Ischial Bursitis

Written by James Lyons
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Ischial bursitis is a type of hip bursitis that affects the ischial bursa found in the upper area of the buttocks. The other type of bursitis that affects the hip is trochanteric bursitis, which involves the inflammation of the trochanteric bursa located at the side of your hip. This type of bursitis is more common than the ischial bursitis.

If you're walking up a hill or some sort of incline and you notice a dull pain in the upper buttocks or lower back area, you might have ischial bursitis. This type of bursitis is often referred to as "tailor's bottom" or "weaver's bottom." It received these nicknames because this type of bursitis often manifests itself in people who spend prolonged periods of time sitting on hard surfaces.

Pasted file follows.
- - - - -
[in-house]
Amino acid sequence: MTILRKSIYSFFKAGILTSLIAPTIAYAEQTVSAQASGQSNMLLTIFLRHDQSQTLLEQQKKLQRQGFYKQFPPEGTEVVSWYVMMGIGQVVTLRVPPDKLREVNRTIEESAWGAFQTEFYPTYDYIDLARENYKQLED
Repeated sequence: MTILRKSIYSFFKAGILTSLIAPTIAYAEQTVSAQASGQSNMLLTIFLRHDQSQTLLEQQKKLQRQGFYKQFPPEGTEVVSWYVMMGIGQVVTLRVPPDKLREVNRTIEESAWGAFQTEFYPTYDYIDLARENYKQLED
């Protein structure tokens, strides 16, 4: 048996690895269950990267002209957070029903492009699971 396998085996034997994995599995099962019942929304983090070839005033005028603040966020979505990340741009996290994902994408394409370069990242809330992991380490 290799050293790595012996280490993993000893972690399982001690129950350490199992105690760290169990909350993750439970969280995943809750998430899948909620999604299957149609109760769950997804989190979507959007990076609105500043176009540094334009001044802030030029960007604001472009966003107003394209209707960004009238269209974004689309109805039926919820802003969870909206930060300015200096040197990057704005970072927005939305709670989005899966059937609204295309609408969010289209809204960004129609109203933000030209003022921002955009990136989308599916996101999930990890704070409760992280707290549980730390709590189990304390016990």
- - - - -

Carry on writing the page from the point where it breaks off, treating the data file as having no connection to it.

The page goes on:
Treating Hip Bursitis

Weavers and tailors were subjected to such conditions and frequently complained of discomfort in that area. In fact, the most common cause of hip pain is bursitis, more than arthritis and more than tendonitis. Bursitis loves the hip area, especially in men and women over the age of 50. To combat ischial bursitis, you first need to properly diagnose it.

If it's non-infectious hip bursitis, then your condition can probably be treated with ice, rest, and some sort of anti-inflammatory medication like ibuprofen. You can take some alternative, natural medicines to curb the pain. If the bursa is really inflamed and swollen, the doctor might have to drain the bursa sac with a syringe. Septic bursitis, which is uncommon in the hip area, typically requires the use of antibiotics. If your hip pain is accompanied by fever, you might have septic ischial bursitis.


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